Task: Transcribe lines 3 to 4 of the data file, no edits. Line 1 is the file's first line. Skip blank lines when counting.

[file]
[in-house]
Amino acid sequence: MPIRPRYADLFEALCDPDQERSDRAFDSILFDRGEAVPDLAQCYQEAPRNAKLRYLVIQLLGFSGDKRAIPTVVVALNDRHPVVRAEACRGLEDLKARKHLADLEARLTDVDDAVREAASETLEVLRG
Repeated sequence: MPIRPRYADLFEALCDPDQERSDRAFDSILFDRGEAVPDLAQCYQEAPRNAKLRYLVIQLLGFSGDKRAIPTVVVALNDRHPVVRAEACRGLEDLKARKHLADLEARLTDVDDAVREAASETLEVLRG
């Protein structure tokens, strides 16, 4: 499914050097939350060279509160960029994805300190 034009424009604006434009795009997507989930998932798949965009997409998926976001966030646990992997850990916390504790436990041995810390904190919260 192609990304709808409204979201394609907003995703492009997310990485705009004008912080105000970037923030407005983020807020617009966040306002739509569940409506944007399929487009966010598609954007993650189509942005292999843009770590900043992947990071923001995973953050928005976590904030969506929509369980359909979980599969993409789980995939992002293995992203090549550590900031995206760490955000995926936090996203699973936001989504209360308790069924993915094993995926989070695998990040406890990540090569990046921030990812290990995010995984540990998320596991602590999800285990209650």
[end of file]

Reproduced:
Repeated sequence: MPIRPRYADLFEALCDPDQERSDRAFDSILFDRGEAVPDLAQCYQEAPRNAKLRYLVIQLLGFSGDKRAIPTVVVALNDRHPVVRAEACRGLEDLKARKHLADLEARLTDVDDAVREAASETLEVLRG
């Protein structure tokens, strides 16, 4: 499914050097939350060279509160960029994805300190 034009424009604006434009795009997507989930998932798949965009997409998926976001966030646990992997850990916390504790436990041995810390904190919260 192609990304709808409204979201394609907003995703492009997310990485705009004008912080105000970037923030407005983020807020617009966040306002739509569940409506944007399929487009966010598609954007993650189509942005292999843009770590900043992947990071923001995973953050928005976590904030969506929509369980359909979980599969993409789980995939992002293995992203090549550590900031995206760490955000995926936090996203699973936001989504209360308790069924993915094993995926989070695998990040406890990540090569990046921030990812290990995010995984540990998320596991602590999800285990209650």